5 types of cyberattacks that SMBs experience most often
As more and more businesses embrace technology to boost efficiency and productivity, fending off digital threats is becoming more important. Cybercriminals are always waiting in the wings and ready to pounce at their next victim, and they will do everything to steal personal and financial information from unsuspecting people.
It is estimated that cybercrime costs the Canadian economy between $3 and $5 billion annually. With this in mind, neglecting network security can have costly damages to your system and even shut your company down for good.
Here are five types of cyberattacks that endanger small- and medium-sized businesses (SMBs):
Phishing is a method that usually involves an innocuous-looking email that appears to be from a legitimate entity. It utilizes social engineering tactics to create a sense of urgency in the victim.
For instance, one of your employees might receive a message seemingly from a bank. Typically, it would tell the recipient that their account has been locked, and in order to reverse this, they need to verify their account. They are then prompted to click on a link within the email.
Once the rogue URL is opened, the recipient will be greeted with seemingly harmless form that asks for details such as name, birthdate, address, and bank information. These are then transferred to cybercriminals who will use them for identity and credit card theft.
To mitigate phishing attacks, treat every email with suspicion. Don’t click on any links unless you’ve verified the message’s authenticity.
#2. Distributed denial-of-service (DDoS) attacks
This is a popular attack where a hacker enlists thousands of different computers to target an internet-accessible system and flood it with connection requests. Eventually, the traffic will become too much to handle and the system will crash and is therefore taken down. This can be dangerous to your company, because if your website, email, or other system becomes unavailable, there will be no way for your customers to reach you.
Enabling specialized protection on all of your web-accessible servers can prevent DDoS attacks, and this can be done by limiting certain network traffic or utilizing IP loggers.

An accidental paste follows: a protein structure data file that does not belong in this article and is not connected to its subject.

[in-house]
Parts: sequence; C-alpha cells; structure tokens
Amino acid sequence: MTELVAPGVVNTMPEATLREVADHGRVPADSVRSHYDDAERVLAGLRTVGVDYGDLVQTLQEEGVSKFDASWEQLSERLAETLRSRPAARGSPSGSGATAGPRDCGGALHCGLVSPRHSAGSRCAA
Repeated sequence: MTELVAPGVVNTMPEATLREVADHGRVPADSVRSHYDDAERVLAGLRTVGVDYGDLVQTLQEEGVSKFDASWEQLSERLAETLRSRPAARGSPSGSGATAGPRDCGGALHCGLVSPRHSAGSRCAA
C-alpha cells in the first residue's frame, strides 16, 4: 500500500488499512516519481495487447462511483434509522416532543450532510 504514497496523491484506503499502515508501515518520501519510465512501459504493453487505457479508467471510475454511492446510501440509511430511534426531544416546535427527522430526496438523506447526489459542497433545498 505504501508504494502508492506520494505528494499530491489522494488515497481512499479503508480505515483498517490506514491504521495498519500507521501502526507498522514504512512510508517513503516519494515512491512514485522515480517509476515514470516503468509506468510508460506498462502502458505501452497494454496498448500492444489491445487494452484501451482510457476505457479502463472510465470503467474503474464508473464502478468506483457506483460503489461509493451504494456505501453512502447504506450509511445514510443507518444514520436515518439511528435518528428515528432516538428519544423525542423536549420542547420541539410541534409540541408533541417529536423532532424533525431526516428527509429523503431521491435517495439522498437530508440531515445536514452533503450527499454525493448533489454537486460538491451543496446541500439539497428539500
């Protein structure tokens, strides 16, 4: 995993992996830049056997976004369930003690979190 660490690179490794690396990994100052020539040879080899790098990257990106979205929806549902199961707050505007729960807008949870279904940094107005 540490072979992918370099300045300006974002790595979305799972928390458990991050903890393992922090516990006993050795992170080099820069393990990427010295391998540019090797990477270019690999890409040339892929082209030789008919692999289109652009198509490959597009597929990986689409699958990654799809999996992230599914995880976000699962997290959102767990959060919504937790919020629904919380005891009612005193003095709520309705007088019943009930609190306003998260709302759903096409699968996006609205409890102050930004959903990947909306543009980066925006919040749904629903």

From keyloggers and worms to adware and spyware, there’s no shortage of malicious software that can damage your business infrastructure. Earlier this month, St. Francis Xavier University in Nova Scotia had to shut down its entire network for four days to fend off a malware attack. No personal data was breached, but the downtime and notifications sent to users did a number on the university’s reputation.
Moreover, according to data compiled by SCORE, almost half of cyberattacks are directed at SMBs, with macro viruses causing the most damage.
Ransomware is also becoming increasingly dangerous, with every strain becoming more complicated than its predecessors. The Sophos 2019 Threat Report finds that targeted ransomware attacks have surged in 2018 and are earning cybercriminals millions of dollars.
It’s a good idea to keep your systems up to date, and install antimalware and antivirus programs. Train your staff to stay away from sites that are the most common sources of malicious code.
#4. Brute force attacks
Handling passwords is tricky, as their strength can vary from one user to another. With that being said, criminals can perform brute force attacks to try to gain entry into your network.
This method uses various combinations of usernames and passwords until a system is infiltrated. Cybercriminals can utilize automated software to generate a large number of guesses, or test commonly used passwords such as “12345678” or “qwertyuiop”.
Your organization can take advantage of two-factor authentication (2FA), and use complex passwords to reduce the chances of a successful attack.
#5. Advanced persistent threats (APTs)
Although most hackers target a huge number of people with a single attack, there are some who zero in on individuals to increase their success rate. APT attacks are especially scary because a hacker’s main goal is usually to remain undetected on your system for an extended period.
To stay protected, you’ll need to monitor your network regularly for any intrusions. You might also need to conduct network audits to see if there are vulnerabilities that can be patched. Having multiple layers of security for your firm will go a long way. Each one will safeguard from a specific type of attack and work in conjunction with other security solutions to protect your office.
Remember that protection from threats starts with awareness. All things considered, your business should always be prepared during these attacks. You can also partner with a managed services provider (MSP) to monitor and secure your IT infrastructure.
With the alarming rise of threats online, it’s best to keep your business protected. Since 2001, Dyrand Systems has been helping clients in and around Vancouver by providing exceptional IT support. Drop us a line today and let’s make technology work better for you.